A popular iOS package tracking app secretly uses a device’s data and processing power as part of a botnet scheme, according to a new report.
The app, “Parcels — Track Your Packages” was first brought to light by developer and 9to5Mac writer Guilherme Rambo. It carries a 4.7-star rating in the App Store and was created by Russian developer Pavel Tisunov.
It’s worth noting that this app should not be confused with the Parcel app, which is highly rated and doesn’t appear to partake in any malicious activities.
Rambo notes that “Parcels — Track Your Packages” begins sending requests to the server immediately after being opened, even if there aren’t any registered packages to track.
But the tricky part happens after that. The server then begins sending back information to the app about packages being tracked by other users. That includes a tracking number, courier details, and other information.
The Parcels app on a specific device will then carry out the tracking itself, sending a request to the courier API or website and relaying the results it gets back to the Parcels servers.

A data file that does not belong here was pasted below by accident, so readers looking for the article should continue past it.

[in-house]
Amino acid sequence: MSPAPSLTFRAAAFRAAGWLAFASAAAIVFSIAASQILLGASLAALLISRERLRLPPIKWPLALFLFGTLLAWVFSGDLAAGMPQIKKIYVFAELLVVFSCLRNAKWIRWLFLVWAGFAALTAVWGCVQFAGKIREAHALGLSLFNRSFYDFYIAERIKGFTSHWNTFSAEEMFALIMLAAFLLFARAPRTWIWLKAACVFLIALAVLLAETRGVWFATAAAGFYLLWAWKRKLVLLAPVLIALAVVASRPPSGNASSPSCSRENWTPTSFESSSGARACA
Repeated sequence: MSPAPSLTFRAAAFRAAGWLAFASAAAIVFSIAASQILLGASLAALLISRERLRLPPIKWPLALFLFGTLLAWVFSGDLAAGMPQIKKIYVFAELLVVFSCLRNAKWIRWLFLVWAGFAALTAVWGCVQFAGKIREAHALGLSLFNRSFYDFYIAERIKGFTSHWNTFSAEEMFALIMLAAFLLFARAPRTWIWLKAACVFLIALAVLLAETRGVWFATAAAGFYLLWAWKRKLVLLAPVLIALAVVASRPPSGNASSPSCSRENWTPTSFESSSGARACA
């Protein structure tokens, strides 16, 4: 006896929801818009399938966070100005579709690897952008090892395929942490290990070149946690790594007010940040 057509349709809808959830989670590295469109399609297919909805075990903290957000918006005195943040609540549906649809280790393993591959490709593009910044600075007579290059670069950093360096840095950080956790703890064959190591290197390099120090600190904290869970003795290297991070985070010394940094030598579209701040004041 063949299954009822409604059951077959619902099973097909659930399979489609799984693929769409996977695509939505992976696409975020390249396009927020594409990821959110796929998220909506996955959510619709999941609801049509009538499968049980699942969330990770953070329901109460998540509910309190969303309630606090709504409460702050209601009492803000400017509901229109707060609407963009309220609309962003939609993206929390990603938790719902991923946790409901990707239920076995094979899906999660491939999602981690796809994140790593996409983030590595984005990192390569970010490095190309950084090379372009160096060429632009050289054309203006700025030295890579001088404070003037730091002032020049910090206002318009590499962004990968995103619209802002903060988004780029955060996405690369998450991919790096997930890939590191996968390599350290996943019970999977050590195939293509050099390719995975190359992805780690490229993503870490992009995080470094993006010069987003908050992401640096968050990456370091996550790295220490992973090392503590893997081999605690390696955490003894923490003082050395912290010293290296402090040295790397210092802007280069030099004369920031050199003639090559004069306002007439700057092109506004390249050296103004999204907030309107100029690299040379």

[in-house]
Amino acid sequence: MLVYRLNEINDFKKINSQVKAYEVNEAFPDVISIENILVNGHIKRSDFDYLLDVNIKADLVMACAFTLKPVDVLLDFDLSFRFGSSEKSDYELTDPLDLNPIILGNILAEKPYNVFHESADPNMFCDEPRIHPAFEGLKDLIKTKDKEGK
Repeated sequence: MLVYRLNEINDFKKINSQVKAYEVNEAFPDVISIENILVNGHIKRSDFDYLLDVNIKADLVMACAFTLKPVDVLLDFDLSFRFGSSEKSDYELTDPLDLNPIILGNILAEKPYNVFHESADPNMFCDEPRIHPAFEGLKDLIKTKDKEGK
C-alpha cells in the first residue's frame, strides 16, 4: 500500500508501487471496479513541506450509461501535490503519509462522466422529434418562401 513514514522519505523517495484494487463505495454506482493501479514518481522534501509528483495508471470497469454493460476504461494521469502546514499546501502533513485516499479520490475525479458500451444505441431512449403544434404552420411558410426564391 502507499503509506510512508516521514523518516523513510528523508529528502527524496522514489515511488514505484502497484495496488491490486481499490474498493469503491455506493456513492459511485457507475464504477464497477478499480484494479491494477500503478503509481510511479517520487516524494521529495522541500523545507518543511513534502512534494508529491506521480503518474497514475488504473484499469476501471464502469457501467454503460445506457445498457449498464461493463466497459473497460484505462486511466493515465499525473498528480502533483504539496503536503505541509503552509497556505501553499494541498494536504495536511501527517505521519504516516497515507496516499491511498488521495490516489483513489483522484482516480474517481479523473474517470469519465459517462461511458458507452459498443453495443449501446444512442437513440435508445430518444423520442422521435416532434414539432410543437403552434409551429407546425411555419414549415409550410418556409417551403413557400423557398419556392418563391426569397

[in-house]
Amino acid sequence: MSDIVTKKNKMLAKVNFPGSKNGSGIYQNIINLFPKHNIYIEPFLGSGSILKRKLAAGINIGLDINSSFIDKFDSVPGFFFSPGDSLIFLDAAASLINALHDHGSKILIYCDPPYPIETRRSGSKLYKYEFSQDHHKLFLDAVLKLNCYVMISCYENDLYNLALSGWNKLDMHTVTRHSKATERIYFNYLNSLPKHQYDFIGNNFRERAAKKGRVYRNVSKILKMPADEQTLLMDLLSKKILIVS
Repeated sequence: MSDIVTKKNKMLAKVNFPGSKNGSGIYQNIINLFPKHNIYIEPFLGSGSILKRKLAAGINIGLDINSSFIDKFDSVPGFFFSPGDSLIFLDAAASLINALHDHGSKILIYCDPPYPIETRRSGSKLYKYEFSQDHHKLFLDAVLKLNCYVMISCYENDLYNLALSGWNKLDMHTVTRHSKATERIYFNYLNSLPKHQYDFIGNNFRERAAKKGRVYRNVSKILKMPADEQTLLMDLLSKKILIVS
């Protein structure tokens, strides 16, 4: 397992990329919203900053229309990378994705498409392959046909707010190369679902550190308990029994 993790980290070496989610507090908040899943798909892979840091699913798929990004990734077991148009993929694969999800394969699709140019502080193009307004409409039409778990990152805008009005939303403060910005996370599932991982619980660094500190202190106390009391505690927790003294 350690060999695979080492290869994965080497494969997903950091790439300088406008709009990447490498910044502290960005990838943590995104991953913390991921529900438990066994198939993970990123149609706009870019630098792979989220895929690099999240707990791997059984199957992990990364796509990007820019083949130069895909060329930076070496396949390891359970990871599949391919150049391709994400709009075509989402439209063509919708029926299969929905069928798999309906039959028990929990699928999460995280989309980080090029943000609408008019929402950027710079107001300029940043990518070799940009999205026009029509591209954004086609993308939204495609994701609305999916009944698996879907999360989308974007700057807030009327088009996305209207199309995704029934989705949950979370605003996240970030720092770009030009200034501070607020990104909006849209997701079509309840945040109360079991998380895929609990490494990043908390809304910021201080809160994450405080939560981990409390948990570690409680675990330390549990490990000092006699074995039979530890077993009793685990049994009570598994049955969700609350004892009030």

As Rambo points out, “instead of running the work of tracking packages server-side, the app is leveraging the bandwidth, energy and processing power of its users” to carry out its primary task. This is all happening without a user’s consent or even their knowledge.
In other words, the app adds a user’s device to what’s commonly referred to as a botnet.
Botnets are networks of compromised computers that work together as a group to perform various tasks, typically malware- or spam-related.
Rambo points out that the developer likely utilizes this tactic to get around rate-limiting mechanisms used by API vendors. The app also relies on website scraping to get its package data — a practice that isn’t allowed by many websites.
Worryingly, the app could also be used for more nefarious purposes, especially if it gets more popular. It could be used to create DDoS campaigns using its botnet, or it could be exploited by man-in-the-middle attacks because it doesn’t use any security mechanisms on the data it receives.
Of course, it also compromises the privacy of users who are actually having their packages tracked, since those tracking numbers are readily available to any of the app’s users who have a bit of technical know-how.
But even without those privacy or security concerns, Parcels violates Apple’s App Store Review Guidelines by running an unrelated background process. The relevant restriction is located in section 2.4.2 of the App Store guidelines.
Rambo notes that he reported the app to Apple, so it’s likely that it will be pulled in the near future.